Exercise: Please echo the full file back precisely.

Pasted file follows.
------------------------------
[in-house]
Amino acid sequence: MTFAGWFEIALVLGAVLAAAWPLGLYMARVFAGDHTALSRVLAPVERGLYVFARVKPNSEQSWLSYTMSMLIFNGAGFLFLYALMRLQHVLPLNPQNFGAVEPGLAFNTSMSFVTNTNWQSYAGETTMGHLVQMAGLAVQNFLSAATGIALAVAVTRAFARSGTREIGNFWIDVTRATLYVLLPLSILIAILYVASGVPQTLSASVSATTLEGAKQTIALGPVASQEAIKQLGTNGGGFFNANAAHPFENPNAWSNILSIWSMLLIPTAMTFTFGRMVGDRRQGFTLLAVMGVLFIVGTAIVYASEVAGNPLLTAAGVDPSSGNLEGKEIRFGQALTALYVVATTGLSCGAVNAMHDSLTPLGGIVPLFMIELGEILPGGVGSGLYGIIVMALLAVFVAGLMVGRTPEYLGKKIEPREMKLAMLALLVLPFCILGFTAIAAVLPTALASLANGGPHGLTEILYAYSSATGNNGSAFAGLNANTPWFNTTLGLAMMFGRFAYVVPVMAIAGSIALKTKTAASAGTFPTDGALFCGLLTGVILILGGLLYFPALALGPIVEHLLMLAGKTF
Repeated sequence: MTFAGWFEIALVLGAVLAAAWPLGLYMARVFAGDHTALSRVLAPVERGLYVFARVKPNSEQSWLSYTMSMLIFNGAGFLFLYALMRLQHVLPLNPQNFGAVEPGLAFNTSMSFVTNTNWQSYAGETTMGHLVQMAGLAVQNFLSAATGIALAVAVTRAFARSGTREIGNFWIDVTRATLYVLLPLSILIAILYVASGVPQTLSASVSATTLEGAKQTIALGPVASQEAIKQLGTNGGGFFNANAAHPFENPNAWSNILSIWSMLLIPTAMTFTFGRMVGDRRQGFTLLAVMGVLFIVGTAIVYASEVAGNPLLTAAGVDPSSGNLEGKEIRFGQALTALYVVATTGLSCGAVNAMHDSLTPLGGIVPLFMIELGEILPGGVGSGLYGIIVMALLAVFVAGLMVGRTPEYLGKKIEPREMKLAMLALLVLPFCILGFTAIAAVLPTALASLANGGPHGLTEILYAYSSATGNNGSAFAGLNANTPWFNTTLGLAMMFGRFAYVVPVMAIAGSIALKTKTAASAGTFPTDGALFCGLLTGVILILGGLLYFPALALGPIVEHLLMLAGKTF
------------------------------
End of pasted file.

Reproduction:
[in-house]
Amino acid sequence: MTFAGWFEIALVLGAVLAAAWPLGLYMARVFAGDHTALSRVLAPVERGLYVFARVKPNSEQSWLSYTMSMLIFNGAGFLFLYALMRLQHVLPLNPQNFGAVEPGLAFNTSMSFVTNTNWQSYAGETTMGHLVQMAGLAVQNFLSAATGIALAVAVTRAFARSGTREIGNFWIDVTRATLYVLLPLSILIAILYVASGVPQTLSASVSATTLEGAKQTIALGPVASQEAIKQLGTNGGGFFNANAAHPFENPNAWSNILSIWSMLLIPTAMTFTFGRMVGDRRQGFTLLAVMGVLFIVGTAIVYASEVAGNPLLTAAGVDPSSGNLEGKEIRFGQALTALYVVATTGLSCGAVNAMHDSLTPLGGIVPLFMIELGEILPGGVGSGLYGIIVMALLAVFVAGLMVGRTPEYLGKKIEPREMKLAMLALLVLPFCILGFTAIAAVLPTALASLANGGPHGLTEILYAYSSATGNNGSAFAGLNANTPWFNTTLGLAMMFGRFAYVVPVMAIAGSIALKTKTAASAGTFPTDGALFCGLLTGVILILGGLLYFPALALGPIVEHLLMLAGKTF
Repeated sequence: MTFAGWFEIALVLGAVLAAAWPLGLYMARVFAGDHTALSRVLAPVERGLYVFARVKPNSEQSWLSYTMSMLIFNGAGFLFLYALMRLQHVLPLNPQNFGAVEPGLAFNTSMSFVTNTNWQSYAGETTMGHLVQMAGLAVQNFLSAATGIALAVAVTRAFARSGTREIGNFWIDVTRATLYVLLPLSILIAILYVASGVPQTLSASVSATTLEGAKQTIALGPVASQEAIKQLGTNGGGFFNANAAHPFENPNAWSNILSIWSMLLIPTAMTFTFGRMVGDRRQGFTLLAVMGVLFIVGTAIVYASEVAGNPLLTAAGVDPSSGNLEGKEIRFGQALTALYVVATTGLSCGAVNAMHDSLTPLGGIVPLFMIELGEILPGGVGSGLYGIIVMALLAVFVAGLMVGRTPEYLGKKIEPREMKLAMLALLVLPFCILGFTAIAAVLPTALASLANGGPHGLTEILYAYSSATGNNGSAFAGLNANTPWFNTTLGLAMMFGRFAYVVPVMAIAGSIALKTKTAASAGTFPTDGALFCGLLTGVILILGGLLYFPALALGPIVEHLLMLAGKTF